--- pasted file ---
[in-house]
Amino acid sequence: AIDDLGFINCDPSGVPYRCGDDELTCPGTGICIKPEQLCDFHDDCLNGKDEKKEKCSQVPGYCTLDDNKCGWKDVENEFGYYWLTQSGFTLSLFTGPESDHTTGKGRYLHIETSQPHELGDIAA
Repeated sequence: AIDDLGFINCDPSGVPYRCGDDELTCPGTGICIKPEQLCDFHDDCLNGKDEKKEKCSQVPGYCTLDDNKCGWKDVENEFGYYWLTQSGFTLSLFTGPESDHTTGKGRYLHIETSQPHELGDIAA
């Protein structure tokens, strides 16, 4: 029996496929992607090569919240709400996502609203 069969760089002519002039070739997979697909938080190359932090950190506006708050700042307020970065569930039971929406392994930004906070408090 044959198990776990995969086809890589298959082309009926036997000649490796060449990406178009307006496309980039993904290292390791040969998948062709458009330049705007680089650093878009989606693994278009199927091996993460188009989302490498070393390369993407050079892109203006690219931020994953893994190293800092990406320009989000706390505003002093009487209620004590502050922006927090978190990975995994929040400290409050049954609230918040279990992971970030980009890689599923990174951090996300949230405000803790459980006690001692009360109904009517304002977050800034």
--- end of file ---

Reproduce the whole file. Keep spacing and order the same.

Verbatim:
[in-house]
Amino acid sequence: AIDDLGFINCDPSGVPYRCGDDELTCPGTGICIKPEQLCDFHDDCLNGKDEKKEKCSQVPGYCTLDDNKCGWKDVENEFGYYWLTQSGFTLSLFTGPESDHTTGKGRYLHIETSQPHELGDIAA
Repeated sequence: AIDDLGFINCDPSGVPYRCGDDELTCPGTGICIKPEQLCDFHDDCLNGKDEKKEKCSQVPGYCTLDDNKCGWKDVENEFGYYWLTQSGFTLSLFTGPESDHTTGKGRYLHIETSQPHELGDIAA
């Protein structure tokens, strides 16, 4: 029996496929992607090569919240709400996502609203 069969760089002519002039070739997979697909938080190359932090950190506006708050700042307020970065569930039971929406392994930004906070408090 044959198990776990995969086809890589298959082309009926036997000649490796060449990406178009307006496309980039993904290292390791040969998948062709458009330049705007680089650093878009989606693994278009199927091996993460188009989302490498070393390369993407050079892109203006690219931020994953893994190293800092990406320009989000706390505003002093009487209620004590502050922006927090978190990975995994929040400290409050049954609230918040279990992971970030980009890689599923990174951090996300949230405000803790459980006690001692009360109904009517304002977050800034």